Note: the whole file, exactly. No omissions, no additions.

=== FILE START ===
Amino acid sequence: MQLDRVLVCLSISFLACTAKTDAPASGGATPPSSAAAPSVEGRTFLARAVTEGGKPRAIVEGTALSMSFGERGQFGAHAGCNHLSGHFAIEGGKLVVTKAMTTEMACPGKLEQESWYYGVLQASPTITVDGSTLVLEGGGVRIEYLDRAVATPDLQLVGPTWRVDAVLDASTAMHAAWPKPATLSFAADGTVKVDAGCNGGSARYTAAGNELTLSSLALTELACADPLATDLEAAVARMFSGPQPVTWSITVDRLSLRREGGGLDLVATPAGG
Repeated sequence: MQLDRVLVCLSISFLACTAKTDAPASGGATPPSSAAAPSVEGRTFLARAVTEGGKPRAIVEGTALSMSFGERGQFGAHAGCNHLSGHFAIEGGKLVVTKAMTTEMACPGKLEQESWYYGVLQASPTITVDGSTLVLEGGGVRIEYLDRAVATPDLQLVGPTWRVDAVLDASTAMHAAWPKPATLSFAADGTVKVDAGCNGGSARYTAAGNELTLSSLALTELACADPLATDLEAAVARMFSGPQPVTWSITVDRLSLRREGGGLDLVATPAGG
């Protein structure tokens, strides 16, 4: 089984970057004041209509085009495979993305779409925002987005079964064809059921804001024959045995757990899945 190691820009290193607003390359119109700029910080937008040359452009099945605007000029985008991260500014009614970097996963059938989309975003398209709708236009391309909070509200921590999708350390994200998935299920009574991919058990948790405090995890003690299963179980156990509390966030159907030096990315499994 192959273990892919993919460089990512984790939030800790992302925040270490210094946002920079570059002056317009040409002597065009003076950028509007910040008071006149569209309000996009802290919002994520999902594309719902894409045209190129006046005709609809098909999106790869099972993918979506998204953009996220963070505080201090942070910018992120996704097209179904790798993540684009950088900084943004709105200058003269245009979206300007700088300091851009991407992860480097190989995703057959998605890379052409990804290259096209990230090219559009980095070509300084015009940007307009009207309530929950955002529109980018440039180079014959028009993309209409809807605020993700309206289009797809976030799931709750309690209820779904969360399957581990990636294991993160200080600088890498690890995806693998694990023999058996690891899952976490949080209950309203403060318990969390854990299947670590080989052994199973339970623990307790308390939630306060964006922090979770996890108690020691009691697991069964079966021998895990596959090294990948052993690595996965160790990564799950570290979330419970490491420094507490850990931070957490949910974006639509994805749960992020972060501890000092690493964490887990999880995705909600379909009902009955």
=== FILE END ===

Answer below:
Amino acid sequence: MQLDRVLVCLSISFLACTAKTDAPASGGATPPSSAAAPSVEGRTFLARAVTEGGKPRAIVEGTALSMSFGERGQFGAHAGCNHLSGHFAIEGGKLVVTKAMTTEMACPGKLEQESWYYGVLQASPTITVDGSTLVLEGGGVRIEYLDRAVATPDLQLVGPTWRVDAVLDASTAMHAAWPKPATLSFAADGTVKVDAGCNGGSARYTAAGNELTLSSLALTELACADPLATDLEAAVARMFSGPQPVTWSITVDRLSLRREGGGLDLVATPAGG
Repeated sequence: MQLDRVLVCLSISFLACTAKTDAPASGGATPPSSAAAPSVEGRTFLARAVTEGGKPRAIVEGTALSMSFGERGQFGAHAGCNHLSGHFAIEGGKLVVTKAMTTEMACPGKLEQESWYYGVLQASPTITVDGSTLVLEGGGVRIEYLDRAVATPDLQLVGPTWRVDAVLDASTAMHAAWPKPATLSFAADGTVKVDAGCNGGSARYTAAGNELTLSSLALTELACADPLATDLEAAVARMFSGPQPVTWSITVDRLSLRREGGGLDLVATPAGG
């Protein structure tokens, strides 16, 4: 089984970057004041209509085009495979993305779409925002987005079964064809059921804001024959045995757990899945 190691820009290193607003390359119109700029910080937008040359452009099945605007000029985008991260500014009614970097996963059938989309975003398209709708236009391309909070509200921590999708350390994200998935299920009574991919058990948790405090995890003690299963179980156990509390966030159907030096990315499994 192959273990892919993919460089990512984790939030800790992302925040270490210094946002920079570059002056317009040409002597065009003076950028509007910040008071006149569209309000996009802290919002994520999902594309719902894409045209190129006046005709609809098909999106790869099972993918979506998204953009996220963070505080201090942070910018992120996704097209179904790798993540684009950088900084943004709105200058003269245009979206300007700088300091851009991407992860480097190989995703057959998605890379052409990804290259096209990230090219559009980095070509300084015009940007307009009207309530929950955002529109980018440039180079014959028009993309209409809807605020993700309206289009797809976030799931709750309690209820779904969360399957581990990636294991993160200080600088890498690890995806693998694990023999058996690891899952976490949080209950309203403060318990969390854990299947670590080989052994199973339970623990307790308390939630306060964006922090979770996890108690020691009691697991069964079966021998895990596959090294990948052993690595996965160790990564799950570290979330419970490491420094507490850990931070957490949910974006639509994805749960992020972060501890000092690493964490887990999880995705909600379909009902009955």